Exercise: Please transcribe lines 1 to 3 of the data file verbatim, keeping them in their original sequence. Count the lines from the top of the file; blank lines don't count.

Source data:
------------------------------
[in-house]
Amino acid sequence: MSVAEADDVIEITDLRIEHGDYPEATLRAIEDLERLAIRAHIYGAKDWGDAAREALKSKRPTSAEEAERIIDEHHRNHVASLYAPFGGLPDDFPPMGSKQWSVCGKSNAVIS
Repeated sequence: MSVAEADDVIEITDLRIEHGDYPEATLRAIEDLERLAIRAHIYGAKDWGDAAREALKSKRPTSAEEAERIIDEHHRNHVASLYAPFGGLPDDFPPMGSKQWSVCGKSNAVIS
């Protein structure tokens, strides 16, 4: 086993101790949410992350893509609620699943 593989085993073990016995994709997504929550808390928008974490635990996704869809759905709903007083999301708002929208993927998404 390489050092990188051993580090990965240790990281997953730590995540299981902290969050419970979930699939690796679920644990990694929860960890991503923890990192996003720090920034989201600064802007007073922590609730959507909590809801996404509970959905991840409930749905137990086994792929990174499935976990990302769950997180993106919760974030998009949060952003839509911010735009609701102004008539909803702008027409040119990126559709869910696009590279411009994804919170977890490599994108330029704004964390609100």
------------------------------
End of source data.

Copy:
[in-house]
Amino acid sequence: MSVAEADDVIEITDLRIEHGDYPEATLRAIEDLERLAIRAHIYGAKDWGDAAREALKSKRPTSAEEAERIIDEHHRNHVASLYAPFGGLPDDFPPMGSKQWSVCGKSNAVIS
Repeated sequence: MSVAEADDVIEITDLRIEHGDYPEATLRAIEDLERLAIRAHIYGAKDWGDAAREALKSKRPTSAEEAERIIDEHHRNHVASLYAPFGGLPDDFPPMGSKQWSVCGKSNAVIS